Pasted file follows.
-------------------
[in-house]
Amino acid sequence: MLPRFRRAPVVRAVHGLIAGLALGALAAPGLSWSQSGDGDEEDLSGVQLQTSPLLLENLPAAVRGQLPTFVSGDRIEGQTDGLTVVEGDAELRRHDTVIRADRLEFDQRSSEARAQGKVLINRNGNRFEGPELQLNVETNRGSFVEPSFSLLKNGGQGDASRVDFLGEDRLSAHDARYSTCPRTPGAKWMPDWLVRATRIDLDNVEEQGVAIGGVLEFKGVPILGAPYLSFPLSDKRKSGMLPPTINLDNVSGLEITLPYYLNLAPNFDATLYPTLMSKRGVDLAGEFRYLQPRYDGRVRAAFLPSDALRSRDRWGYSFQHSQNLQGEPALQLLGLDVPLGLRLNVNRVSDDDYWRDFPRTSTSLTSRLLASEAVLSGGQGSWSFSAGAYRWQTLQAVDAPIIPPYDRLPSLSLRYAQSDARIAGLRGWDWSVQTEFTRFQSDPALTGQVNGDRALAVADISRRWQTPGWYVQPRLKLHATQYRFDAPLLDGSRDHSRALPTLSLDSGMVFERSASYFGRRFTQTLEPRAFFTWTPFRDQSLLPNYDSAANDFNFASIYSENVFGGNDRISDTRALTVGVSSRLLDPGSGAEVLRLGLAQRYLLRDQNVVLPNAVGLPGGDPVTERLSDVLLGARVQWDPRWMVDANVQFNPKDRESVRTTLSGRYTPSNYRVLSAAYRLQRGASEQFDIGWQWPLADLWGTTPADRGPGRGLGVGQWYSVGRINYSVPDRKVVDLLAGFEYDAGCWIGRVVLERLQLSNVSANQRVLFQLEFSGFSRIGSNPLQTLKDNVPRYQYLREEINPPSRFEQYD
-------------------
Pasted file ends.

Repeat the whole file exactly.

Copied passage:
[in-house]
Amino acid sequence: MLPRFRRAPVVRAVHGLIAGLALGALAAPGLSWSQSGDGDEEDLSGVQLQTSPLLLENLPAAVRGQLPTFVSGDRIEGQTDGLTVVEGDAELRRHDTVIRADRLEFDQRSSEARAQGKVLINRNGNRFEGPELQLNVETNRGSFVEPSFSLLKNGGQGDASRVDFLGEDRLSAHDARYSTCPRTPGAKWMPDWLVRATRIDLDNVEEQGVAIGGVLEFKGVPILGAPYLSFPLSDKRKSGMLPPTINLDNVSGLEITLPYYLNLAPNFDATLYPTLMSKRGVDLAGEFRYLQPRYDGRVRAAFLPSDALRSRDRWGYSFQHSQNLQGEPALQLLGLDVPLGLRLNVNRVSDDDYWRDFPRTSTSLTSRLLASEAVLSGGQGSWSFSAGAYRWQTLQAVDAPIIPPYDRLPSLSLRYAQSDARIAGLRGWDWSVQTEFTRFQSDPALTGQVNGDRALAVADISRRWQTPGWYVQPRLKLHATQYRFDAPLLDGSRDHSRALPTLSLDSGMVFERSASYFGRRFTQTLEPRAFFTWTPFRDQSLLPNYDSAANDFNFASIYSENVFGGNDRISDTRALTVGVSSRLLDPGSGAEVLRLGLAQRYLLRDQNVVLPNAVGLPGGDPVTERLSDVLLGARVQWDPRWMVDANVQFNPKDRESVRTTLSGRYTPSNYRVLSAAYRLQRGASEQFDIGWQWPLADLWGTTPADRGPGRGLGVGQWYSVGRINYSVPDRKVVDLLAGFEYDAGCWIGRVVLERLQLSNVSANQRVLFQLEFSGFSRIGSNPLQTLKDNVPRYQYLREEINPPSRFEQYD